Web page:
Operation Cuban Civil War
Hola, Sr. Bush
Report: Get ready for post-Castro Cuba
'The U.S. government will need to be prepared well in advance'
From Elise Labott
CNN Washington Bureau
Friday, June 30, 2006; Posted: 11:09 p.m. EDT (03:09 GMT)
WASHINGTON (CNN) -- The U.S. should have assistance in Cuba within weeks of President Fidel Castro's death to support a transitional government and help move the country toward democracy, a government report recommends.
The report was prepared by the Commission for Assistance to a Free Cuba, an interagency group co-chaired by Secretary of State Condoleezza Rice and Commerce Secretary Carlos Gutierrez, a Cuban-American.
President Bush created the commission in 2003 to "help hasten and ease Cuba's democratic transition," according to its Web site.
The report, obtained by CNN in advance of its scheduled release next week, is billed as a strategic plan to promote democracy on the island once Castro is no longer in power.
"The U.S. government will need to be prepared well in advance to help in the event assistance is requested by the Cuban transition government," the report says.
The Bush administration already has tightened the four-decades-old U.S. embargo of the island, increased Radio Marti news broadcasts into Cuba, curtailed visits home by Cuban-Americans and limited the amount of money Cuban-Americans can send to relatives.
In September, Bush appointed Caleb McCarry, a former Republican staff member of the House International Relations Committee, as Cuba transition coordinator -- or point man on regime change in Cuba. The position was among the commission's earlier recommendations.
That would include legal experts to help with elections. Training judges and police would be essential, according to the report.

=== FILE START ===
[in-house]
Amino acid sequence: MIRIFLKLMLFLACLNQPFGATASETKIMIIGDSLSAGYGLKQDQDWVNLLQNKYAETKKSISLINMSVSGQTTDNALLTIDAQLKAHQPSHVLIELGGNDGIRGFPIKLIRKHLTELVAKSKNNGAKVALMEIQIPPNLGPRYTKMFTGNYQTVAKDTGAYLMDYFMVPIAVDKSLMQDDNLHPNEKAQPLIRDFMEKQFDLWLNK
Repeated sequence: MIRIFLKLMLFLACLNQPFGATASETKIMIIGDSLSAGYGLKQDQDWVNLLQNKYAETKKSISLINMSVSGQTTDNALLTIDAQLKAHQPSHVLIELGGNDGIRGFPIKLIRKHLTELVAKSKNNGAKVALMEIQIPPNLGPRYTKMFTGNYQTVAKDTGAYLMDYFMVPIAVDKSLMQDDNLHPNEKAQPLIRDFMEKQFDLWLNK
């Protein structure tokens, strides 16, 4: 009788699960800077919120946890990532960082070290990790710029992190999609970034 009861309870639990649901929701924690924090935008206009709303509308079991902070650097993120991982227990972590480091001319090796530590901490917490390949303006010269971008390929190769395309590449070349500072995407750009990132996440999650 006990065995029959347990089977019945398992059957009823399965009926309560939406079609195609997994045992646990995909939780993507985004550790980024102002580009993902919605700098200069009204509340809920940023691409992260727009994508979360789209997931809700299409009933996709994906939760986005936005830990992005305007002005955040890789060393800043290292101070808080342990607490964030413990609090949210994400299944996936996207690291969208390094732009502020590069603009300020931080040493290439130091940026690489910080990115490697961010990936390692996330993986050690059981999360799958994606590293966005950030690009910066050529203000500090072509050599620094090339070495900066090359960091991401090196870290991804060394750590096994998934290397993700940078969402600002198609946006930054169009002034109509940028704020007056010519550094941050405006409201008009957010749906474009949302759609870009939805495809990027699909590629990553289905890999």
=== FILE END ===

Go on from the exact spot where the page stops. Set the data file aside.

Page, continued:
The six months immediately following Castro's death or ouster would be key to determining U.S. success in the mission, the report says.
"This critical 180-day period could mean the difference between a successful transition period and the stumbles and missteps that have slowed other states in their transitions toward democracy," the report says.
It calls for an $80 million "democratic fund" for two years to strengthen civil society, boost opposition to Castro's regime and facilitate the free flow of information. It recommends at least $20 million a year for democracy programs "until the dictatorship ceases to exist."
The report recommends offering a substantial aid package to the transitional government if it met certain criteria under the 1996 Helms-Burton Act.
Those criteria would include freeing all political prisoners, legalizing all political activity, conducting democratic elections and establishing a free press.
Cuba expert Philip Peters of the Lexington Institute, a Virginia-based think tank, said normalization of relations between Cuba and the United States could take time.
He noted that U.S. influence "will be limited by decades of policies that have blocked communication between our peoples and governments, and by the all-or-nothing posture that the Helms-Burton law imposes on U.S. diplomacy."
So after 46 years of trying to destroy Castro, why should the US expect to be able to place their puppets in charge of Cuba.
Everything you see in Iraq, that what was planned for Cuba.
A lot of people have the delusion that they can go back to Cuba and play a role. I think they're going to be unpleasantly surprised. As will the US, when the Cubans turn to Europe and China for help in rebuilding their country.
posted by Steve @ 12:08:00 AM